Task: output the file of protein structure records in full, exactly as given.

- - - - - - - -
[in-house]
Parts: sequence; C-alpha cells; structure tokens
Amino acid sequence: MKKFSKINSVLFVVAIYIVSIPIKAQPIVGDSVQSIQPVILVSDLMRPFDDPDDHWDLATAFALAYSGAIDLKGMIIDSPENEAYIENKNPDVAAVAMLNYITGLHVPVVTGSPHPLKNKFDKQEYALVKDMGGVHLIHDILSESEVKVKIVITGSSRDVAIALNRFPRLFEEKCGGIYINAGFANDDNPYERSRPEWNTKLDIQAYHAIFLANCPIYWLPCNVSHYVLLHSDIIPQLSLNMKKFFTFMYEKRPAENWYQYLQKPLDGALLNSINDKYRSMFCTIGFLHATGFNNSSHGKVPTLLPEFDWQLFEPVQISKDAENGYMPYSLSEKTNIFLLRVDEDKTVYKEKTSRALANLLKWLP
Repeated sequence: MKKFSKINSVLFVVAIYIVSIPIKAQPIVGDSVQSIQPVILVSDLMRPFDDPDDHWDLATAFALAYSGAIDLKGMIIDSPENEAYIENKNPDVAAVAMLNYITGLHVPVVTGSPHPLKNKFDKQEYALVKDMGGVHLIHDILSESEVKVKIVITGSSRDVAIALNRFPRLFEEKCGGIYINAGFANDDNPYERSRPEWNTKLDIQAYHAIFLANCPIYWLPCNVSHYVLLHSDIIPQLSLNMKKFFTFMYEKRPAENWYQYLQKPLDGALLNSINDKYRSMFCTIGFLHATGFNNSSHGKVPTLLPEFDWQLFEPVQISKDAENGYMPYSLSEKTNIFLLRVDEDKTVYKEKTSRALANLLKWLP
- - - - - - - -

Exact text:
[in-house]
Parts: sequence; C-alpha cells; structure tokens
Amino acid sequence: MKKFSKINSVLFVVAIYIVSIPIKAQPIVGDSVQSIQPVILVSDLMRPFDDPDDHWDLATAFALAYSGAIDLKGMIIDSPENEAYIENKNPDVAAVAMLNYITGLHVPVVTGSPHPLKNKFDKQEYALVKDMGGVHLIHDILSESEVKVKIVITGSSRDVAIALNRFPRLFEEKCGGIYINAGFANDDNPYERSRPEWNTKLDIQAYHAIFLANCPIYWLPCNVSHYVLLHSDIIPQLSLNMKKFFTFMYEKRPAENWYQYLQKPLDGALLNSINDKYRSMFCTIGFLHATGFNNSSHGKVPTLLPEFDWQLFEPVQISKDAENGYMPYSLSEKTNIFLLRVDEDKTVYKEKTSRALANLLKWLP
Repeated sequence: MKKFSKINSVLFVVAIYIVSIPIKAQPIVGDSVQSIQPVILVSDLMRPFDDPDDHWDLATAFALAYSGAIDLKGMIIDSPENEAYIENKNPDVAAVAMLNYITGLHVPVVTGSPHPLKNKFDKQEYALVKDMGGVHLIHDILSESEVKVKIVITGSSRDVAIALNRFPRLFEEKCGGIYINAGFANDDNPYERSRPEWNTKLDIQAYHAIFLANCPIYWLPCNVSHYVLLHSDIIPQLSLNMKKFFTFMYEKRPAENWYQYLQKPLDGALLNSINDKYRSMFCTIGFLHATGFNNSSHGKVPTLLPEFDWQLFEPVQISKDAENGYMPYSLSEKTNIFLLRVDEDKTVYKEKTSRALANLLKWLP